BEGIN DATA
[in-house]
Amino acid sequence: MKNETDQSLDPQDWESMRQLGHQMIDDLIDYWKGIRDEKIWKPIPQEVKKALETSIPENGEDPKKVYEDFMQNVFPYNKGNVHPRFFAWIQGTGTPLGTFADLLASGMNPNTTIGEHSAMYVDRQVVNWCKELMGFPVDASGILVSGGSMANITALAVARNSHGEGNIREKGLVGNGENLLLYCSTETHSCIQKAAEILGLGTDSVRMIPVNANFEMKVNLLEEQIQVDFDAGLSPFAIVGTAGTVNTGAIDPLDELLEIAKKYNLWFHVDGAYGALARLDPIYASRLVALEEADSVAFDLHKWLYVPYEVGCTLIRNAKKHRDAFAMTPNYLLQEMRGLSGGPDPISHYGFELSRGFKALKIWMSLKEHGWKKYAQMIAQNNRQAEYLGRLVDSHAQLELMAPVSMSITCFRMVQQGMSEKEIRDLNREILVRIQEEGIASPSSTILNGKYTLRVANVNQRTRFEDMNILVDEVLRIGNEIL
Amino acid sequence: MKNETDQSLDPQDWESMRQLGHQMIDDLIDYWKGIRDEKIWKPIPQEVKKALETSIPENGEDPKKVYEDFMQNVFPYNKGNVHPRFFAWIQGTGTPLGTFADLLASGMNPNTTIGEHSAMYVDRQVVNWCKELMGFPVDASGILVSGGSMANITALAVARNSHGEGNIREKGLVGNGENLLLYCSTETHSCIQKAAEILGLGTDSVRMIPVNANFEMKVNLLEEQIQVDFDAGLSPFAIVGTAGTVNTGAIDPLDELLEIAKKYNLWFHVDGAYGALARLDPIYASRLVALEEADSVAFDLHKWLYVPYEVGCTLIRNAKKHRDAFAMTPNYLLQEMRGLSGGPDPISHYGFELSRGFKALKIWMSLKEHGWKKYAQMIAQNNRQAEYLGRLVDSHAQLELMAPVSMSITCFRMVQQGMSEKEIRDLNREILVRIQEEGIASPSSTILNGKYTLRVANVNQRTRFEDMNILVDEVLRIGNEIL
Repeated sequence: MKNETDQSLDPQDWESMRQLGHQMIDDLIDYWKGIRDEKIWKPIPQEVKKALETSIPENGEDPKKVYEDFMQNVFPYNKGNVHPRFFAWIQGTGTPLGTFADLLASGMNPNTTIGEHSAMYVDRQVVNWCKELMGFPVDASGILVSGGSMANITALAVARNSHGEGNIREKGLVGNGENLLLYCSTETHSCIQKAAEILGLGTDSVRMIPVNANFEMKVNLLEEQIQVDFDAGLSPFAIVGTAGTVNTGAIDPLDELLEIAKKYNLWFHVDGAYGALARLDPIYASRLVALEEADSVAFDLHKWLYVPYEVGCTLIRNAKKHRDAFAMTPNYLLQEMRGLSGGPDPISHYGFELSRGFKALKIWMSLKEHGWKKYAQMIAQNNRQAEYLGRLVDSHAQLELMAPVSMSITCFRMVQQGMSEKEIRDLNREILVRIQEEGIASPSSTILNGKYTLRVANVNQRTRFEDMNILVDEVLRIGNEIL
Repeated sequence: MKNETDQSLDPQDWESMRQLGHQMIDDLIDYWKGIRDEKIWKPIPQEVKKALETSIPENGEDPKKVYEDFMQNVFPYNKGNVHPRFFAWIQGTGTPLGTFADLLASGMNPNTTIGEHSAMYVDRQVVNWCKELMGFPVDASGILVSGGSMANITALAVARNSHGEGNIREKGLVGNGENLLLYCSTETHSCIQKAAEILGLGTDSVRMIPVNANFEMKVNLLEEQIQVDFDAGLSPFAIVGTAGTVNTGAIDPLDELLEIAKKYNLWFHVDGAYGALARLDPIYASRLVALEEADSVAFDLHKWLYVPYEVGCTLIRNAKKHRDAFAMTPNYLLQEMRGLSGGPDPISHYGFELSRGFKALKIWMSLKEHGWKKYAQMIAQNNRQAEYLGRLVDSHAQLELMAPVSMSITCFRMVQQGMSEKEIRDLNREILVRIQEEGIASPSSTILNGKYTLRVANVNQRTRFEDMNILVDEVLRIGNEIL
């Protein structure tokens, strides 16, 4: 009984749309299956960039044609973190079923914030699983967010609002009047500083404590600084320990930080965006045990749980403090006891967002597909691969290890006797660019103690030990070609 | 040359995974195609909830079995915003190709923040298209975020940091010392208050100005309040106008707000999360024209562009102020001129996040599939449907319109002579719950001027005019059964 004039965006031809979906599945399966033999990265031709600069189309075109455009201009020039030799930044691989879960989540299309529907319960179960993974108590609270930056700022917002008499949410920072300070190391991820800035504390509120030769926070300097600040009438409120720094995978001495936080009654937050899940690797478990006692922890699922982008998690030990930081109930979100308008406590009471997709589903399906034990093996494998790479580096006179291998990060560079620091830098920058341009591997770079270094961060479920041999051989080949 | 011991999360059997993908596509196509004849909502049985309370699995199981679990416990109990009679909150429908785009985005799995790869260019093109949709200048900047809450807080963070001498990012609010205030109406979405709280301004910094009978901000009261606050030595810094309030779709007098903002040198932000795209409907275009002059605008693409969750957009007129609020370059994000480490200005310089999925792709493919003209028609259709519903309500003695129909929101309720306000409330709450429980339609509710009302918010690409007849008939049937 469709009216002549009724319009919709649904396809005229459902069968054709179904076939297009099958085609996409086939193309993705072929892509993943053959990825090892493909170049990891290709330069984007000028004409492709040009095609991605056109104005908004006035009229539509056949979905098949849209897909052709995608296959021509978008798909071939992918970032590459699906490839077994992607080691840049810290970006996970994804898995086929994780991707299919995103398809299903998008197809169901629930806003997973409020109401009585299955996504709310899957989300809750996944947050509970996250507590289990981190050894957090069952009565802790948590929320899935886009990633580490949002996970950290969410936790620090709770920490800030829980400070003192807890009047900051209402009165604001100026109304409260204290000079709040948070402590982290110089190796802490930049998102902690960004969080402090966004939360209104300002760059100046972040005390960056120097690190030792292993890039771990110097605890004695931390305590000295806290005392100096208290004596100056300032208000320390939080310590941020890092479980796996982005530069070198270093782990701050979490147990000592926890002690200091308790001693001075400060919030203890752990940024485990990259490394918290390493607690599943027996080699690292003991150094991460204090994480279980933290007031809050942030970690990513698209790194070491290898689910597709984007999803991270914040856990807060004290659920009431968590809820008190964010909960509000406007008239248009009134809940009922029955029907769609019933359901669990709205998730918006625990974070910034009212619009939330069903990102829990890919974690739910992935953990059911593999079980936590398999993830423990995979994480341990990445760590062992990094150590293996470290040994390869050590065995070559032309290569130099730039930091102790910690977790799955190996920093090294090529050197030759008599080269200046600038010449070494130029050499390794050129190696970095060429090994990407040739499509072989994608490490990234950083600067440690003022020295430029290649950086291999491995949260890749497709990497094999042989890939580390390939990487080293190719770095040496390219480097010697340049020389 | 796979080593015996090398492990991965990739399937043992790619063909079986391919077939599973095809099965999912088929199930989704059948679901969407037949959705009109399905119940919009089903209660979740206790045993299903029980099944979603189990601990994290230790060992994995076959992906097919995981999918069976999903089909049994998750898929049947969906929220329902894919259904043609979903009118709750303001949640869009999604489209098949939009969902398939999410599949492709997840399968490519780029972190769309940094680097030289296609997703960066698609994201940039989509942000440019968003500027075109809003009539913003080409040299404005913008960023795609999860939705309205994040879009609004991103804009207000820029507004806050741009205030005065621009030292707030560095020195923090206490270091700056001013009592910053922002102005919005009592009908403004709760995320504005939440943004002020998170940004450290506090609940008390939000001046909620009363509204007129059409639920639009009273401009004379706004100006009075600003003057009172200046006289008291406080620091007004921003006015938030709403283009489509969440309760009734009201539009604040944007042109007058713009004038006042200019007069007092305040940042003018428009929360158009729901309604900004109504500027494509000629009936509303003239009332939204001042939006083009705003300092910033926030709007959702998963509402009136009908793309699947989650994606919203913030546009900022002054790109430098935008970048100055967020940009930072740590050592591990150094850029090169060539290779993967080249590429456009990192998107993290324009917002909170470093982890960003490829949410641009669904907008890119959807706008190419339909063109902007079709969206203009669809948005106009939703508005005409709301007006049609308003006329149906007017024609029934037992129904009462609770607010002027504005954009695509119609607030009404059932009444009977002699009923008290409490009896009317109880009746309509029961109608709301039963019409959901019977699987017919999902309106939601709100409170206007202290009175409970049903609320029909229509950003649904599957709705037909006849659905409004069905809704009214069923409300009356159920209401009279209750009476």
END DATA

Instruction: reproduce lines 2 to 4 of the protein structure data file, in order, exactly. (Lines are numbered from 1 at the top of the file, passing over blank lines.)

Amino acid sequence: MKNETDQSLDPQDWESMRQLGHQMIDDLIDYWKGIRDEKIWKPIPQEVKKALETSIPENGEDPKKVYEDFMQNVFPYNKGNVHPRFFAWIQGTGTPLGTFADLLASGMNPNTTIGEHSAMYVDRQVVNWCKELMGFPVDASGILVSGGSMANITALAVARNSHGEGNIREKGLVGNGENLLLYCSTETHSCIQKAAEILGLGTDSVRMIPVNANFEMKVNLLEEQIQVDFDAGLSPFAIVGTAGTVNTGAIDPLDELLEIAKKYNLWFHVDGAYGALARLDPIYASRLVALEEADSVAFDLHKWLYVPYEVGCTLIRNAKKHRDAFAMTPNYLLQEMRGLSGGPDPISHYGFELSRGFKALKIWMSLKEHGWKKYAQMIAQNNRQAEYLGRLVDSHAQLELMAPVSMSITCFRMVQQGMSEKEIRDLNREILVRIQEEGIASPSSTILNGKYTLRVANVNQRTRFEDMNILVDEVLRIGNEIL
Amino acid sequence: MKNETDQSLDPQDWESMRQLGHQMIDDLIDYWKGIRDEKIWKPIPQEVKKALETSIPENGEDPKKVYEDFMQNVFPYNKGNVHPRFFAWIQGTGTPLGTFADLLASGMNPNTTIGEHSAMYVDRQVVNWCKELMGFPVDASGILVSGGSMANITALAVARNSHGEGNIREKGLVGNGENLLLYCSTETHSCIQKAAEILGLGTDSVRMIPVNANFEMKVNLLEEQIQVDFDAGLSPFAIVGTAGTVNTGAIDPLDELLEIAKKYNLWFHVDGAYGALARLDPIYASRLVALEEADSVAFDLHKWLYVPYEVGCTLIRNAKKHRDAFAMTPNYLLQEMRGLSGGPDPISHYGFELSRGFKALKIWMSLKEHGWKKYAQMIAQNNRQAEYLGRLVDSHAQLELMAPVSMSITCFRMVQQGMSEKEIRDLNREILVRIQEEGIASPSSTILNGKYTLRVANVNQRTRFEDMNILVDEVLRIGNEIL
Repeated sequence: MKNETDQSLDPQDWESMRQLGHQMIDDLIDYWKGIRDEKIWKPIPQEVKKALETSIPENGEDPKKVYEDFMQNVFPYNKGNVHPRFFAWIQGTGTPLGTFADLLASGMNPNTTIGEHSAMYVDRQVVNWCKELMGFPVDASGILVSGGSMANITALAVARNSHGEGNIREKGLVGNGENLLLYCSTETHSCIQKAAEILGLGTDSVRMIPVNANFEMKVNLLEEQIQVDFDAGLSPFAIVGTAGTVNTGAIDPLDELLEIAKKYNLWFHVDGAYGALARLDPIYASRLVALEEADSVAFDLHKWLYVPYEVGCTLIRNAKKHRDAFAMTPNYLLQEMRGLSGGPDPISHYGFELSRGFKALKIWMSLKEHGWKKYAQMIAQNNRQAEYLGRLVDSHAQLELMAPVSMSITCFRMVQQGMSEKEIRDLNREILVRIQEEGIASPSSTILNGKYTLRVANVNQRTRFEDMNILVDEVLRIGNEIL